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    I don't think so, Free. People still want their champions to shout a good shout. I live in a county where the soil is rich with the blood of dead soldiers who followed a bellowing champion. People don't change. They only dress differently!

    What would people have done? Labs have tried to reproduce her results but failed. When they fail, she says they are doing things wrong. Are we suggesting that scientists throughout the world should simply take her word for it?
     
  14. bluebell

    bluebell Guest

    Off topic, but the MIND center is awesome. My son was seen there by a (now retired) neurologist who, quite against type, was an amazing and sweet guy. They are extremely well funded and I would love to see them looking into this connection (if they aren't already on board). My son does not have autism per se, but he has sensory issues and low muscle tone, etc. etc..

    Another thing to remember about Mikovits is that she is not a tenured professor at a university; she serves at the pleasure of the parents of woman who has suffered terribly with this disease. We don't know if PR is in her job description, but, even if it's not, she is coming from a different place than the pure academic types. She just sounds like most people who have read Osler's Web! I think it's a little weird that there is so much animosity directed at her for being uppity or whatever, when most of us wish we were able to be louder and more uppity. There is a whiff of sexism in most of that criticism - makes my nose twitch;-).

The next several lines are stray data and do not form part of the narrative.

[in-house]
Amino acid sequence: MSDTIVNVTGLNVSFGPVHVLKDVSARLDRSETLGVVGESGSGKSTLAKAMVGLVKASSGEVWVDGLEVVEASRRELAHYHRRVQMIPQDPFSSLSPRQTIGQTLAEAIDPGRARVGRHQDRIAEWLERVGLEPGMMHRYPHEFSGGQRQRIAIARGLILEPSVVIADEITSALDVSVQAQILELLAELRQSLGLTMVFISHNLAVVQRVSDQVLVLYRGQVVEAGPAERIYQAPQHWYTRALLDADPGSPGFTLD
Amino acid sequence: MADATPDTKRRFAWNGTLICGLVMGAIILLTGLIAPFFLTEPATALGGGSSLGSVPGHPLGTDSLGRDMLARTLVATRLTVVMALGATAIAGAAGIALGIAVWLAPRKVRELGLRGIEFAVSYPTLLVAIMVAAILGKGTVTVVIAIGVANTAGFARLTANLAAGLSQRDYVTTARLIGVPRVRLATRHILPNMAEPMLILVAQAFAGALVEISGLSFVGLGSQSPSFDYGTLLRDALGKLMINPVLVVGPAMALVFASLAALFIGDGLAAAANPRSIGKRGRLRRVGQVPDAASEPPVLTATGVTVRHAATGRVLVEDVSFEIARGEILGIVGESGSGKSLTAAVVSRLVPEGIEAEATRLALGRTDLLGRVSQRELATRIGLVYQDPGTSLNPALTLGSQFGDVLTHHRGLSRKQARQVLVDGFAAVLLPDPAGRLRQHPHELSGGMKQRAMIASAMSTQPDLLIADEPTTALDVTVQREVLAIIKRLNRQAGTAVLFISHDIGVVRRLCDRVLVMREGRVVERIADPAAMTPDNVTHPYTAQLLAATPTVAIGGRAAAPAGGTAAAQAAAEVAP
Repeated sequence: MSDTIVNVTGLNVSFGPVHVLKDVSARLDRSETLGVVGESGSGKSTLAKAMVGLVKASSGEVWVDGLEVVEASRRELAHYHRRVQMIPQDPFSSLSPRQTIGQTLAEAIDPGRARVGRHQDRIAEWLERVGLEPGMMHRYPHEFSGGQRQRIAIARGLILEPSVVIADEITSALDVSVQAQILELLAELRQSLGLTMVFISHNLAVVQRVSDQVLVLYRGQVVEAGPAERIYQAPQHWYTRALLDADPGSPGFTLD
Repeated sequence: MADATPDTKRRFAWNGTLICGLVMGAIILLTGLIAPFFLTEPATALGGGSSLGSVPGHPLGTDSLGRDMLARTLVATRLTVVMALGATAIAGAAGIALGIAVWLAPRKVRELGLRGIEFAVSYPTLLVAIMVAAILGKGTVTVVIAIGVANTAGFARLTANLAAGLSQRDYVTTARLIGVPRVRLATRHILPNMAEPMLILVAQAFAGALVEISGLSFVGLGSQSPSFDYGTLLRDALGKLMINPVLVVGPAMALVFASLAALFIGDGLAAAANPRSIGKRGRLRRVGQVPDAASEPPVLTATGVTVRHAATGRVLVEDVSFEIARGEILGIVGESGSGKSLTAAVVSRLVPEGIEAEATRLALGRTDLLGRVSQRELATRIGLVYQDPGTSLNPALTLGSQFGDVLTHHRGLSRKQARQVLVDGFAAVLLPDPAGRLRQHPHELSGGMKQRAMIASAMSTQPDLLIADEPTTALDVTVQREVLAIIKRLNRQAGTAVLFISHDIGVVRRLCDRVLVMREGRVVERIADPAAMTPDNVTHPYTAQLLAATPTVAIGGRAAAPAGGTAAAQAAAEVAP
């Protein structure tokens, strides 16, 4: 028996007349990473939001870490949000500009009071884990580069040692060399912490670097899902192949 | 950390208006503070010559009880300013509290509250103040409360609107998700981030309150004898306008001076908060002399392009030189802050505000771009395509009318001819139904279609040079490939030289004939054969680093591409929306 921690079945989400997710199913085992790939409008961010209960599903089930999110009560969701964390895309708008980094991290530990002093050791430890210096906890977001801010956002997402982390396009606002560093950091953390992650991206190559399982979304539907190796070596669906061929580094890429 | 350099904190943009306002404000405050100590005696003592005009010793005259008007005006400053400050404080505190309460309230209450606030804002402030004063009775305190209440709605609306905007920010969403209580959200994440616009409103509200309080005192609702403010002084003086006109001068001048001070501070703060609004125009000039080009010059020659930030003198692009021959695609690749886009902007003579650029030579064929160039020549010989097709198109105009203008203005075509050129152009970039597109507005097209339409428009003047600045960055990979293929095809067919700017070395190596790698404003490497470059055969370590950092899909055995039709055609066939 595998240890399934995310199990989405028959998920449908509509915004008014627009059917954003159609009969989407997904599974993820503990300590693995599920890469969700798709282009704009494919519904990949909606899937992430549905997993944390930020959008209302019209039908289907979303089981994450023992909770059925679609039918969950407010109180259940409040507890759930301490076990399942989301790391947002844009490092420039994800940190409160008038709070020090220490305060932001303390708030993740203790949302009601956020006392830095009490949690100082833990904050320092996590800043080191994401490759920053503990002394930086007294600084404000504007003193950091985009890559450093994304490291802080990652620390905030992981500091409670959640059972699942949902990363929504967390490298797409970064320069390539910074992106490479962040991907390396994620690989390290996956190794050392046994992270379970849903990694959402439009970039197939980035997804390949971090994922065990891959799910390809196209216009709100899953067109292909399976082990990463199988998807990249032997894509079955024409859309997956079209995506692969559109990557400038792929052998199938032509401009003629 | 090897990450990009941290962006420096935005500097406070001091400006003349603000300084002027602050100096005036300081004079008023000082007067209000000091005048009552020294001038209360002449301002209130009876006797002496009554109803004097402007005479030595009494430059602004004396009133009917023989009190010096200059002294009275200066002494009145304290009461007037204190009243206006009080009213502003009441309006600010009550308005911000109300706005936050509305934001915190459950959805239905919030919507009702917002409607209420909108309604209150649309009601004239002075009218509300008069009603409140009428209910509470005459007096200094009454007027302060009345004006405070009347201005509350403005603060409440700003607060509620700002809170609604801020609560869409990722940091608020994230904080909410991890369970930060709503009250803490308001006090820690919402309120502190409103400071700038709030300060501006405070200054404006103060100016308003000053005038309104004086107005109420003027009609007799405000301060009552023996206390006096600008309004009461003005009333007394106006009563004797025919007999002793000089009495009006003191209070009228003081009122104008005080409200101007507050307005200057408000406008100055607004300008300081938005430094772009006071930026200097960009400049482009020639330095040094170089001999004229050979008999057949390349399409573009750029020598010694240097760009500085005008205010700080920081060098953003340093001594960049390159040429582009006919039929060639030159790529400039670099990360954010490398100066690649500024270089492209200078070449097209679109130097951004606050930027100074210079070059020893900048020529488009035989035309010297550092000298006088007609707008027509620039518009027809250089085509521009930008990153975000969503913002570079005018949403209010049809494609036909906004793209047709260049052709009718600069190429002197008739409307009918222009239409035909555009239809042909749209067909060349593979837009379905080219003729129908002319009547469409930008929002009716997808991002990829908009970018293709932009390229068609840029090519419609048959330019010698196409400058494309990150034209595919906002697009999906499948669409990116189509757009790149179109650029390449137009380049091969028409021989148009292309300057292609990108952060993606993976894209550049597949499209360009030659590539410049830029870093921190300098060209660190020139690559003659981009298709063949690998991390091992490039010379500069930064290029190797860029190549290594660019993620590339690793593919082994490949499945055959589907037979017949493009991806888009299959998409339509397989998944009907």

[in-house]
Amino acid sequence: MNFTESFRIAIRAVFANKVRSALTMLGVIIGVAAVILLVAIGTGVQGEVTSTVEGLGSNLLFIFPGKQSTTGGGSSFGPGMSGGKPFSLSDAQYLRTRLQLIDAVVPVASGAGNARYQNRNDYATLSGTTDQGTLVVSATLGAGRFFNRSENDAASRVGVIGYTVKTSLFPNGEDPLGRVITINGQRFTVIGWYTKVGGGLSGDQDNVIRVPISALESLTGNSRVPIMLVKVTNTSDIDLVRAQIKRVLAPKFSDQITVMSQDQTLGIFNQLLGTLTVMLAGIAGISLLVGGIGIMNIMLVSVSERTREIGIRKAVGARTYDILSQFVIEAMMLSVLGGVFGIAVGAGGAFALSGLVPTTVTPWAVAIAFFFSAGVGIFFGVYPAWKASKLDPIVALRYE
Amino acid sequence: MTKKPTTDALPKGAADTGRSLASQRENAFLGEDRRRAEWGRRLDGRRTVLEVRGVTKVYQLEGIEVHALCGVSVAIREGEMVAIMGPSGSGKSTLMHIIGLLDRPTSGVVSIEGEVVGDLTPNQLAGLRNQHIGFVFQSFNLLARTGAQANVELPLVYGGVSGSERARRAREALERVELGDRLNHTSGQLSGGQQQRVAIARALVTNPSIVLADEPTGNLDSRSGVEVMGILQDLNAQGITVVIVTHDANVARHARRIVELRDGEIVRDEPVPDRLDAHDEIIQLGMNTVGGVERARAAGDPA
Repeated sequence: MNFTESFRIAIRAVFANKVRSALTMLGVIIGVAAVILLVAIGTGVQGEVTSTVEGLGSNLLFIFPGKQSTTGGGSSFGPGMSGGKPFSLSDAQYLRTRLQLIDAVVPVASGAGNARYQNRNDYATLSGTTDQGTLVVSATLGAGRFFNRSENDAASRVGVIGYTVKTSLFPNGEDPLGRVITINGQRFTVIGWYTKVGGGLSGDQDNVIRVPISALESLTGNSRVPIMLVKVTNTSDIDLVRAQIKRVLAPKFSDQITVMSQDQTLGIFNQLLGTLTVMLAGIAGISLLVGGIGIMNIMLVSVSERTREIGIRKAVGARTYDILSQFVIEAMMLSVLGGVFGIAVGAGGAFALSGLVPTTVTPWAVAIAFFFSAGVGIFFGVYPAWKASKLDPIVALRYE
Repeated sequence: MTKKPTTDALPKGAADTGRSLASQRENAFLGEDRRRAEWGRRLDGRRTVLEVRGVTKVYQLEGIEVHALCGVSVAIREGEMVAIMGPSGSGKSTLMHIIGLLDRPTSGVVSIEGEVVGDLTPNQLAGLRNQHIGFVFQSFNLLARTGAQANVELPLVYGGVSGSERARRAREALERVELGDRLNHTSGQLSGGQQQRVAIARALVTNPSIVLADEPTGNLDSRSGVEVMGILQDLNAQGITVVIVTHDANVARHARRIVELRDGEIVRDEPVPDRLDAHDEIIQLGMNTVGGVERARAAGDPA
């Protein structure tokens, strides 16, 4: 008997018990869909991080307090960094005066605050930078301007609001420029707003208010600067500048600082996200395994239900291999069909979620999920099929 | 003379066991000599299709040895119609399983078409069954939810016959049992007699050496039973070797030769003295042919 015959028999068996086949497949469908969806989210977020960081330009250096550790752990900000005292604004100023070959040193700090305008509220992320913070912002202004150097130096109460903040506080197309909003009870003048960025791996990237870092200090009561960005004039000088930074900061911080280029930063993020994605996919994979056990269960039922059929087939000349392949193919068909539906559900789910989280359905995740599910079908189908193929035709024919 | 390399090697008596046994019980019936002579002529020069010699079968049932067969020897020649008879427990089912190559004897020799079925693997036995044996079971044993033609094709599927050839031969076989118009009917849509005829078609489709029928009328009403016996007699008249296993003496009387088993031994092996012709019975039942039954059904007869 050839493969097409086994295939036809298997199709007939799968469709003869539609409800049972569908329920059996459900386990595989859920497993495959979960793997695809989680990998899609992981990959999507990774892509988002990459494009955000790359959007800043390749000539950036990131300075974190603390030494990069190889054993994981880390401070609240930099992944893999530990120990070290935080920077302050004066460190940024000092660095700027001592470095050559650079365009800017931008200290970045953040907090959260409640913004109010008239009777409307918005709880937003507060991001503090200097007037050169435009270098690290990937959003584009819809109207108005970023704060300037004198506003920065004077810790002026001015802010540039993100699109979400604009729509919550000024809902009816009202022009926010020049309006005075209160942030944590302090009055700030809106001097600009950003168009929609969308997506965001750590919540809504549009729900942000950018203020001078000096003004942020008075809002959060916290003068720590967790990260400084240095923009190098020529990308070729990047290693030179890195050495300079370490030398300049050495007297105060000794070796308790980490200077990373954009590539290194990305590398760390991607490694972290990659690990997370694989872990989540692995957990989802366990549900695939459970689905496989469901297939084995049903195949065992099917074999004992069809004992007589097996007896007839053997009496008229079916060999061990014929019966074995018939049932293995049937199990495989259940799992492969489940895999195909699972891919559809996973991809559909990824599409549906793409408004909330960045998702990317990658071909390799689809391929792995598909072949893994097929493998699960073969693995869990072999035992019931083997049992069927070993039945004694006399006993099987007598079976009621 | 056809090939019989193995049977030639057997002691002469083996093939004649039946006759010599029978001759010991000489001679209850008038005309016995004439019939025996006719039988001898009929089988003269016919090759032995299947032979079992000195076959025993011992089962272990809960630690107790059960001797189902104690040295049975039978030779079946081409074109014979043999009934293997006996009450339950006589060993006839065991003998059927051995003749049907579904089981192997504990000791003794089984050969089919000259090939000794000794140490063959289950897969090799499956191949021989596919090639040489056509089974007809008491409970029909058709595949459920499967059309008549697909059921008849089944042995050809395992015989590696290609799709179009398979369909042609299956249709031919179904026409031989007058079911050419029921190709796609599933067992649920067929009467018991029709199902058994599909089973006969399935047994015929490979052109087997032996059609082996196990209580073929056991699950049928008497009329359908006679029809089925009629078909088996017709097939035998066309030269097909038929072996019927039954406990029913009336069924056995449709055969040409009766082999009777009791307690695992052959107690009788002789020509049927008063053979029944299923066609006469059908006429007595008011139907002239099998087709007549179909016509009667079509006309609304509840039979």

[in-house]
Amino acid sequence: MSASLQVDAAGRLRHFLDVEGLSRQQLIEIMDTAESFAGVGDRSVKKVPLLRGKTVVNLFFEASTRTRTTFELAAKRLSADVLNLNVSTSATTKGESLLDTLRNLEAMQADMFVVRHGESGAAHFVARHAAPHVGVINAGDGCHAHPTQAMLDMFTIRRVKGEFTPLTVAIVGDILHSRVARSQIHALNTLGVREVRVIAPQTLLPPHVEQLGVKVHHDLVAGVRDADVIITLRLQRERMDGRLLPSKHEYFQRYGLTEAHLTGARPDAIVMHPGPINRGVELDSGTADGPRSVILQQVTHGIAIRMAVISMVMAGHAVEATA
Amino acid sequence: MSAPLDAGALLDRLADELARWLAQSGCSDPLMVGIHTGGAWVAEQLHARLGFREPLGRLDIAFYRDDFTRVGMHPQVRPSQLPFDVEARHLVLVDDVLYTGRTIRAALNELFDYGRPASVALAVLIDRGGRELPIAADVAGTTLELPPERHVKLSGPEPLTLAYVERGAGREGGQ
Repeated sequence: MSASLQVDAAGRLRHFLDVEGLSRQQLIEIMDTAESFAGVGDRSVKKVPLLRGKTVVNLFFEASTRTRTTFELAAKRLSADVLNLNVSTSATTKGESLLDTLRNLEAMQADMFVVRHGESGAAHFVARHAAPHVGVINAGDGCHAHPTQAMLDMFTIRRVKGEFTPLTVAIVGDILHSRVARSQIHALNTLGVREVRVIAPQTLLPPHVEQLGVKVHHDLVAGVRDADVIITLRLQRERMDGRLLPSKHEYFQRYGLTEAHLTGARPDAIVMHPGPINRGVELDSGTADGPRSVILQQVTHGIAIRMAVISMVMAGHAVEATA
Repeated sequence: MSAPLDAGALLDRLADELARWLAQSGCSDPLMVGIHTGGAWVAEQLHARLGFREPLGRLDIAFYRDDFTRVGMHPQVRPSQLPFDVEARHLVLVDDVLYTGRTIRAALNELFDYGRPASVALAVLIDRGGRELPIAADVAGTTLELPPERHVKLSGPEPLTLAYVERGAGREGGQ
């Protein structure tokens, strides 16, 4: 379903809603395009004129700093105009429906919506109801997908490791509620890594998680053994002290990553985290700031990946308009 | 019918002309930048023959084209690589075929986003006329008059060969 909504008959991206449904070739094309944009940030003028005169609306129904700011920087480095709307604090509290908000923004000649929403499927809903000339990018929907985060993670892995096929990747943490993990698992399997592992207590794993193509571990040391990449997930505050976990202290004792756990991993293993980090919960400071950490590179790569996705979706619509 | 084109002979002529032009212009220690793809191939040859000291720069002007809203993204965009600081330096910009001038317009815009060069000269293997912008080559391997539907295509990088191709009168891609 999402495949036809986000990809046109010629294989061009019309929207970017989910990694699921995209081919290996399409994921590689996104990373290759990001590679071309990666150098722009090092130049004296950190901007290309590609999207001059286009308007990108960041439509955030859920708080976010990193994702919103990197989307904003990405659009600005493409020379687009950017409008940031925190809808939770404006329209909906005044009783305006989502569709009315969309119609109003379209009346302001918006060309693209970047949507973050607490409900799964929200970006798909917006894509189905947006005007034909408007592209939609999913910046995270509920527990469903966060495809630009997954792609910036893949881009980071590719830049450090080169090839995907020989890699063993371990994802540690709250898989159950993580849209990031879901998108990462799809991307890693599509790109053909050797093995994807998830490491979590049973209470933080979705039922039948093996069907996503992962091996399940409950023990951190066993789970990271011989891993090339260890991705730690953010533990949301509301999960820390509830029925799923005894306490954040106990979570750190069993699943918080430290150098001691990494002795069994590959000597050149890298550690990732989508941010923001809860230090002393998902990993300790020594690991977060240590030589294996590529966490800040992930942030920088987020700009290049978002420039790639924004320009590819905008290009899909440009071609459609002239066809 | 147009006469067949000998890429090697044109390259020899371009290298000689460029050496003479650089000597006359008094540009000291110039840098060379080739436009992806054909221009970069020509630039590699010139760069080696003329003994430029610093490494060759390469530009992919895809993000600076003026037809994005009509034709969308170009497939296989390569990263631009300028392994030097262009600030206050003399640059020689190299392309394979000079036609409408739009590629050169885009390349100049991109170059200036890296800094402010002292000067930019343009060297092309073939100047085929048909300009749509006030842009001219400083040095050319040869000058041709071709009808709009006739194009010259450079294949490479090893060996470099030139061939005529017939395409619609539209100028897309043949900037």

15. V99

    V99 *****

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    Fair comment, but they don't need to take her word for, they could just use the same method. Then they would know.
     
  16. Martlet

    Martlet Senior Member

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    XMRV has been found in the tumour cells of a particularly aggressive form of prostate cancer. It has not been proven to be causative. I have a special stake in this, given that my brother-in-law, whose funeral is tomorrow, died quite young of just such a cancer. Don't you think we would have loved it if, during his three-year battle for life (yes, in excruciating bone pain and unable to walk, he still wanted to live) someone had said "This is caused by XMRV so along with your chemo, we are putting you on antiretroviral drugs." The bottom line is that they simply do not know.

    Exactly. We don't know, and looking through that list tells me nothing useful.
     
  17. Cort

    Cort Phoenix Rising Founder

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    There's a strong belief that DeFreitas was done in but my take on it after reading Osler's Web and another publication was that the work simply failed. Dr. DeFreitas was unable to distinguish between well and CFS patients at the CDC and even more importantly, when the CAA gave her an opportunity to distinguish between healthy controls and doctor Bell's patients - the patients she'd originally worked on - she failed to do that as well. (Even though Hilary Johnson had that information she failed to put it in her book - it apparently didn't fit with her us against them scenario)